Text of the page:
In the last of this series, I will share some resources for more information about EPM.

EPM: Lessons Learned. Part IV Resources - Karen Gehringer

Here is a list of resources for further information about EPM:

1. prevmed.vet.ohio-state.edu/epm This site gets about as detailed as most people ever want to get on a subject. Highly informative.

2. thehorse.com In the knowledge bank section there are several good articles about EPM. You can also down load the form needed to order Baycox.

3. Bruce.Kilmer.B@bayer.com He is a vet at Bayer who can answer all your questions about Baycox.

4. EPM@onelist.com This is a support group list for EPM horse owners.

My best resource has been my long suffering husband who never once questioned me about the cost of this thing and only razzed me occasionally about my obsession with it. Also my fellow horse loving friends, Mary Marshall, Edie Whiting, Becky Siler, Donna Shoaf, Linda Flynn and Jeanie Miller have been a huge support to me and I am grateful to them.

Anna had her first day without meds today. Any prayers, good thoughts or positive chi you could send our direction would be greatly appreciated.

Happiness and Health to all,


Tuesday, November 16, 1999

Money Enough and Time - A Report From Rural Vermont - John B. Ayers

Our competitive equestrian season is over and the Power Company shut off our electric for the day to upgrade the lines. We have no water, no furnace, no light and no TV. The battery in my laptop is fully charged and the phones are working so it seems like a good time to thank all of you for your inspiration and assistance and to report on our progress over the past two years.

To give you the setting, I started a fire in the old-fashioned cookstove and it`s warm and comfortable in the country kitchen of this 200-year-old farmhouse. The temperature outside is near freezing. Our most recent snow has melted but we can still see it on the mountains to the west. We live on 100 acres and are in the last house on the paved road with miles of gravel roads and trails on which to ride and drive. This part of Vermont is called "The Northeast Kingdom".

In May of 1997, at age 66, I knew nothing about horses or riding or driving. I started taking riding lessons and a few months later bought Meshack, a six year-old green-broke Arab pasture potato. We finished this season with two ribbons for Reserve Champion---one for CTR and one a Horse Show with riding and jumping, also a Blue Ribbon for Advanced Trail Class. This summer we started driving, entered several driving competitions and took two second-place ribbons. I can`t begin to tell you what an incredible feeling of accomplishment it is to have this animal develop into such a versatile athlete! It did a lot for my physical and mental health as well. I joined a health club to get in better physical shape. After I bought Meshack, several friends and family members suggested psychiatric counseling, but after meeting several other equestrians, I felt that some mental instability was an asset in this sport.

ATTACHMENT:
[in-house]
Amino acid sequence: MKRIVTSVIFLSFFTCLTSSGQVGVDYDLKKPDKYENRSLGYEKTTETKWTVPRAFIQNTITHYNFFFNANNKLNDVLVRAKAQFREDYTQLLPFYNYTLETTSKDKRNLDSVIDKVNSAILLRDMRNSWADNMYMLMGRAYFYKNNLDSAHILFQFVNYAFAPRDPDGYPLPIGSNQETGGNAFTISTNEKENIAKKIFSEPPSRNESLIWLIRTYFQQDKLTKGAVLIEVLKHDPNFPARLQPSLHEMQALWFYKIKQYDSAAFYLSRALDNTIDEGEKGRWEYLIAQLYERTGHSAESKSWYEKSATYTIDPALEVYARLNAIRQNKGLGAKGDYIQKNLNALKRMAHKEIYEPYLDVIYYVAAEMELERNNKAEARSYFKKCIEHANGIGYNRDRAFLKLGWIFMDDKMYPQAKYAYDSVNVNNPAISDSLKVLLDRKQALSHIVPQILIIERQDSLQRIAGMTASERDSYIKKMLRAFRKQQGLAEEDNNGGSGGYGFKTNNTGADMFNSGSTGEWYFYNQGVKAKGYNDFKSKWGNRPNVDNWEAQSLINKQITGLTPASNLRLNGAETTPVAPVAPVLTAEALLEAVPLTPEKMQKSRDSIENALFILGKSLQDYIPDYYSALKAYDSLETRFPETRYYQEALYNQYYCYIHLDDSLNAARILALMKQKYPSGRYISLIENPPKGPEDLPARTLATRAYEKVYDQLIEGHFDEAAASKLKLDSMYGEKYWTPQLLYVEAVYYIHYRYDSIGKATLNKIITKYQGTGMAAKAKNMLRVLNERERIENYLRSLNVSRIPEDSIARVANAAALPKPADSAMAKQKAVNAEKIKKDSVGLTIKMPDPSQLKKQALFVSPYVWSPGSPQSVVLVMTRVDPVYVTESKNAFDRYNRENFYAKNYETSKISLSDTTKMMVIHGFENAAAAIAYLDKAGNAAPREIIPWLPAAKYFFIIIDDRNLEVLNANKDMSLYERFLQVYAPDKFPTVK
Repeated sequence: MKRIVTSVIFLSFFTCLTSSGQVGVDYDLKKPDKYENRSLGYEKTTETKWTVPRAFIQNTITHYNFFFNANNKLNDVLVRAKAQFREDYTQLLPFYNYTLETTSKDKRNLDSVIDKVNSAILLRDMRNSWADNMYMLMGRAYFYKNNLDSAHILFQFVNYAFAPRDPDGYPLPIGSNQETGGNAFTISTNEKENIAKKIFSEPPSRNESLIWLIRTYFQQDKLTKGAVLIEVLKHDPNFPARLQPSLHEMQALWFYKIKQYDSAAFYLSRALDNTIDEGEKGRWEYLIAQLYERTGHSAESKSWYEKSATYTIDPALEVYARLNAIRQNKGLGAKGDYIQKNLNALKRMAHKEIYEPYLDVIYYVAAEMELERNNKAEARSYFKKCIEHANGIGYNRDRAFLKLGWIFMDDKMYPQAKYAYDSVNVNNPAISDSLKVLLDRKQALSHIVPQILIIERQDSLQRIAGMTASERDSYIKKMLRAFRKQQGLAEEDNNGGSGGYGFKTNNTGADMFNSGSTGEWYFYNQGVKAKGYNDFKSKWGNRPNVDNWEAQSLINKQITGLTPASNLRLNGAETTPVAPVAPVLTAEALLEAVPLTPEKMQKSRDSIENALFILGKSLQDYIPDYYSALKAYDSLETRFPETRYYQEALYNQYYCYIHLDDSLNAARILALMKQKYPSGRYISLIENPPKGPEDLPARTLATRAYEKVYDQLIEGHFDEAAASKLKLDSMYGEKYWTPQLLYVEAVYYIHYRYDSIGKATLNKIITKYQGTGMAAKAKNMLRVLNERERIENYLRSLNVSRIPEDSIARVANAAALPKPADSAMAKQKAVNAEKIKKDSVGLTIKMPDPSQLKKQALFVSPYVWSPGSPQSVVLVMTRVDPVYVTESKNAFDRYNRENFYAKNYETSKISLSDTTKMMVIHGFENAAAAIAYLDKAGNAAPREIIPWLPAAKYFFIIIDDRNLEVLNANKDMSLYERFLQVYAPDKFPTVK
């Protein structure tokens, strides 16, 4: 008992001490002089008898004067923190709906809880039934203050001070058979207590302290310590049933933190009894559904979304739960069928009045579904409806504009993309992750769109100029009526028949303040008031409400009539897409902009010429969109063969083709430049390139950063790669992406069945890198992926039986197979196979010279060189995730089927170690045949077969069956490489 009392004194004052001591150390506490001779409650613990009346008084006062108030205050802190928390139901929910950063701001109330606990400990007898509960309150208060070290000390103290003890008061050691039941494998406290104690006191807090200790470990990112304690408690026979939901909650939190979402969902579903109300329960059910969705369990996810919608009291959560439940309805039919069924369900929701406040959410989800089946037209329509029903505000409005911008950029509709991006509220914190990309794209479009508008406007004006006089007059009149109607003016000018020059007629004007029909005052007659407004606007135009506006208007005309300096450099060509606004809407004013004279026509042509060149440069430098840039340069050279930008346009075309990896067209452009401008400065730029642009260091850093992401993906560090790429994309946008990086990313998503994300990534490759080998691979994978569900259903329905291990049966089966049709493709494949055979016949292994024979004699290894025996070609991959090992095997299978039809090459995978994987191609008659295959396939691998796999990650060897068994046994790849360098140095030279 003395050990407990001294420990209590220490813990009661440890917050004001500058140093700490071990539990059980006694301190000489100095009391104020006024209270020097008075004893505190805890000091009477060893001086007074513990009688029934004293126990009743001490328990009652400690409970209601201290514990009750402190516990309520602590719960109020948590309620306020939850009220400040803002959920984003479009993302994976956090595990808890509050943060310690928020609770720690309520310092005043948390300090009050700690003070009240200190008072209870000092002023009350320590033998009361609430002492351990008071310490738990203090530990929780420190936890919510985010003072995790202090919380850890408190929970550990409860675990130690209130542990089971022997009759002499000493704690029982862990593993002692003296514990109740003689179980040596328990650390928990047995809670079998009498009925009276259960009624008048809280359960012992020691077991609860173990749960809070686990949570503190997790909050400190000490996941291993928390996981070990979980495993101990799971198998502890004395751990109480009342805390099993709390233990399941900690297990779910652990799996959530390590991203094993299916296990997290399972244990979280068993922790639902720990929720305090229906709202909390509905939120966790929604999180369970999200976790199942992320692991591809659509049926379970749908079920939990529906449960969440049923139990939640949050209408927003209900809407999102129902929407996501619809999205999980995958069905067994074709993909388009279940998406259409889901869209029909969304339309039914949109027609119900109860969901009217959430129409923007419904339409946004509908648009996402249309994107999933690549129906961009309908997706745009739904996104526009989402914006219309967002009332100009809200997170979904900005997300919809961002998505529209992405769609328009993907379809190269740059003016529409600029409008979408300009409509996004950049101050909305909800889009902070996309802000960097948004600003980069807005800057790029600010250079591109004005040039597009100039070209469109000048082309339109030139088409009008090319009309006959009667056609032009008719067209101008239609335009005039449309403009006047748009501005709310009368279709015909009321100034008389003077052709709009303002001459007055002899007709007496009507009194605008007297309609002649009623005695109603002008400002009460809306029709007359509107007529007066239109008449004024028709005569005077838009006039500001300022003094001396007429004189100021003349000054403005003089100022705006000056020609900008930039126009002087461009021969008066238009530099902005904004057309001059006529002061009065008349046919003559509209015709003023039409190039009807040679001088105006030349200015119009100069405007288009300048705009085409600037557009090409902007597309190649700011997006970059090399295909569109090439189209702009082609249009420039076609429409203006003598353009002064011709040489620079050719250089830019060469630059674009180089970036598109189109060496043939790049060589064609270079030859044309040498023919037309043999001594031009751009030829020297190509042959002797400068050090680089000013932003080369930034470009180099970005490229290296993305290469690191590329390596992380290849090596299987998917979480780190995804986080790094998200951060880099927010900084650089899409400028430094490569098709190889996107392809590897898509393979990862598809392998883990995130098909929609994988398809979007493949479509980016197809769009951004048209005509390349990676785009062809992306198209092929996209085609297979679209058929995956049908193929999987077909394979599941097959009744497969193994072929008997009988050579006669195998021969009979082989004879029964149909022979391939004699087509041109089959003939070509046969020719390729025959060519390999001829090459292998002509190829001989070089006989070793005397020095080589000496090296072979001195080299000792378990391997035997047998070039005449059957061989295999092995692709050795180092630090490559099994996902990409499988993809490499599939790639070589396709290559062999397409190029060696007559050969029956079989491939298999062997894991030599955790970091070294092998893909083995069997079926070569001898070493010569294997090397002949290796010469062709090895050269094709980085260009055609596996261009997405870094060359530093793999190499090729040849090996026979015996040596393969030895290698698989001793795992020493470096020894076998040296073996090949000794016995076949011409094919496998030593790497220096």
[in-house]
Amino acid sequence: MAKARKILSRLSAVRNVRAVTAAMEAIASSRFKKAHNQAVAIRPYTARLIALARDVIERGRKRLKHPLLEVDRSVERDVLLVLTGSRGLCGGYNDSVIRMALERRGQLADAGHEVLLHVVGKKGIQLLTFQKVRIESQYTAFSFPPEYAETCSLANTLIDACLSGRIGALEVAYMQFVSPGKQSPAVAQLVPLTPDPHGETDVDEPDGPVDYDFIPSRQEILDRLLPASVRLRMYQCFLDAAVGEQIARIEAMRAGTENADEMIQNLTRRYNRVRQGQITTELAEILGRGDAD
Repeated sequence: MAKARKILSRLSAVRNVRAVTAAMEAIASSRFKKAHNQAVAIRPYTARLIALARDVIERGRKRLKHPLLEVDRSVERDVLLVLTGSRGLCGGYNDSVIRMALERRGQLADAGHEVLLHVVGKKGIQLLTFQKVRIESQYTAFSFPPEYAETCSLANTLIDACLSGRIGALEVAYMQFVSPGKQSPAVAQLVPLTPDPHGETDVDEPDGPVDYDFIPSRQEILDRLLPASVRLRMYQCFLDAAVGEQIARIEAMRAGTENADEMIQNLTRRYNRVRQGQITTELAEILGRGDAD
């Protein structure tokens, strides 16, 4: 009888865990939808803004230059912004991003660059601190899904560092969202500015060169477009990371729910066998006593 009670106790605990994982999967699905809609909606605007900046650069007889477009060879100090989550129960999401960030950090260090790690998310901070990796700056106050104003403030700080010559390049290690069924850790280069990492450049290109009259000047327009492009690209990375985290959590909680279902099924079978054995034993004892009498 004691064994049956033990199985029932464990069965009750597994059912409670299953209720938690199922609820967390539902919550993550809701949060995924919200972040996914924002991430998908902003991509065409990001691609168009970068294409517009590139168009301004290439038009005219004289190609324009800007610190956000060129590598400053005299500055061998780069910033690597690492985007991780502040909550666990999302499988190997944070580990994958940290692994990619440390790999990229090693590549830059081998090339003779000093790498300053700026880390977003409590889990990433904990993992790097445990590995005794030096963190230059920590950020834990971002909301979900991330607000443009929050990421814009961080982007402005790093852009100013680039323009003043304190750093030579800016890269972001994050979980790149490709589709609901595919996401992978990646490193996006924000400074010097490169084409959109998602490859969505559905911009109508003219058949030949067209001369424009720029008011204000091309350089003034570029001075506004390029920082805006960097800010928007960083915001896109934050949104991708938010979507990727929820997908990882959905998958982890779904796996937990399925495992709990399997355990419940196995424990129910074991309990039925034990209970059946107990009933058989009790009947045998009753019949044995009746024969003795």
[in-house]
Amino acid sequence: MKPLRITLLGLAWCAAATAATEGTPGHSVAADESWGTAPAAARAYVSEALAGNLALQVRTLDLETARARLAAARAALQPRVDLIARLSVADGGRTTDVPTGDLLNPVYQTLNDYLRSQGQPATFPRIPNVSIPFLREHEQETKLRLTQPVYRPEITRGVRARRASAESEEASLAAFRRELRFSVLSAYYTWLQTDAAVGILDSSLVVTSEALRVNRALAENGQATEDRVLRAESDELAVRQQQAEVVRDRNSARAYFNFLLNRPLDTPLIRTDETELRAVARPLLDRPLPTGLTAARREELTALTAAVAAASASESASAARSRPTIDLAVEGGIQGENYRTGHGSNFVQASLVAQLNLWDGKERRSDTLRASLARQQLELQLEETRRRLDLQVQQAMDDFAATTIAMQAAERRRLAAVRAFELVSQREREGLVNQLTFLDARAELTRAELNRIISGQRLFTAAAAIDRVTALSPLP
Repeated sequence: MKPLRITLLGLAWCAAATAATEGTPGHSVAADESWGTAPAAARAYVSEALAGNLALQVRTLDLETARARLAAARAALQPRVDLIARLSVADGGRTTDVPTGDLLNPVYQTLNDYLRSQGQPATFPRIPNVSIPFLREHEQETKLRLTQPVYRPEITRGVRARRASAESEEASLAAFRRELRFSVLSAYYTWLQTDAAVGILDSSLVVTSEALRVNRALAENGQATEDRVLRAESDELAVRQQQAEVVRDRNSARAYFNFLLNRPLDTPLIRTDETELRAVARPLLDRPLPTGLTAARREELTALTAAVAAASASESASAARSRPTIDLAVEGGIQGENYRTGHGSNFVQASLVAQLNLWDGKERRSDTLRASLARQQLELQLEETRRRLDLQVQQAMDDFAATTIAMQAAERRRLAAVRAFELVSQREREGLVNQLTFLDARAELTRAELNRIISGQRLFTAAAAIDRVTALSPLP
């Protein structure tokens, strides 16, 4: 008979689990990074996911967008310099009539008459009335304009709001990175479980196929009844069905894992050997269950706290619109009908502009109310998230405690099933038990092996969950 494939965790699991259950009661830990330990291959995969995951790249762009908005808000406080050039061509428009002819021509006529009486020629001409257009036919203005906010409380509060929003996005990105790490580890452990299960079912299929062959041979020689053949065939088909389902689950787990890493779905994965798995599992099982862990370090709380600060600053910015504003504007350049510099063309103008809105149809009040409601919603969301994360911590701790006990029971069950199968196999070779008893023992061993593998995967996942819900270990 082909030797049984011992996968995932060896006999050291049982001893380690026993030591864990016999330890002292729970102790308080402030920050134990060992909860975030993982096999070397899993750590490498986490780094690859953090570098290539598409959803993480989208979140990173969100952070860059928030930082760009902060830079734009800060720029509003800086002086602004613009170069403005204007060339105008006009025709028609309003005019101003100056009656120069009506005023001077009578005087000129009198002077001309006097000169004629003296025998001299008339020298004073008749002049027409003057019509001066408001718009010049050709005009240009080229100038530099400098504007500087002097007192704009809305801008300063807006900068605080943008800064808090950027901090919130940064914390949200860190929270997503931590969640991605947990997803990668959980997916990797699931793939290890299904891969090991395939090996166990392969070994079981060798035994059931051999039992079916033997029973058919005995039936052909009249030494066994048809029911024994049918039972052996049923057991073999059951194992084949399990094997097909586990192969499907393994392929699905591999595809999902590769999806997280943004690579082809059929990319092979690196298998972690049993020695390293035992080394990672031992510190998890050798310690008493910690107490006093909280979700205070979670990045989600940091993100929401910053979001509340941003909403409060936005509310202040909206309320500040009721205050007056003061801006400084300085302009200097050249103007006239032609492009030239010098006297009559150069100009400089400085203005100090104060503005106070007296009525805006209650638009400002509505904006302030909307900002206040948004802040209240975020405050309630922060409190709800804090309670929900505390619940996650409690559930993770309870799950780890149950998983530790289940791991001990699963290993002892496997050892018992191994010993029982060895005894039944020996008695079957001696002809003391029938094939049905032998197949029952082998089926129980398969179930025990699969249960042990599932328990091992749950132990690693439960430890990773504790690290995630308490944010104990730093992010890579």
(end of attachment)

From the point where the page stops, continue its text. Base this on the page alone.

Over the past two years I learned three things of significance:
1. The Internet is an incredible resource for help on riding, driving, equestrian health, and to make some wonderful friends.
2. Having a horse that`s willing and intelligent makes it easy to afford professional help. I have been fortunate to have worked with some of the best here in the northeast and can never adequately express my appreciation!
3. Riding a horse is a lot more challenging than riding a bicycle, and it`s very important to keep the horse between the ground and me!

This summer we started "fine tuning" which included a switch to Nutrena "Compete", a mullen mouthpiece, running martingale, equine dentistry, new saddle, new farrier and developing his rear. For those of you interested in the details I`ll elaborate below. The rest can hit "delete" with my sincere thanks and appreciation for any help that you provided!

The switch to Nutrena was an accident. We won five bags and began to notice that he was much less "hyper". We think this was due to eliminating molasses and possibly the higher fat content.

We asked one of the trainers to try different bits after she questioned the full cheek snaffle we used for riding and the half cheek snaffle we used for driving. He really seems to like the eggbutt mullen mouthpiece for riding and the Liverpool mullen for driving.

The running martingale encourages him to keep his head lower and seems to give me that slight increase in control when he starts to get into the "Competitive" part of Competitive Trail Riding.

It took two vets, an equine dentist and his apprentice to get the teeth right. The second vet tranquilized him and clamped his mouth open to finish the bit groove and eliminate sharp edges toward the back of his mouth that were causing some bleeding.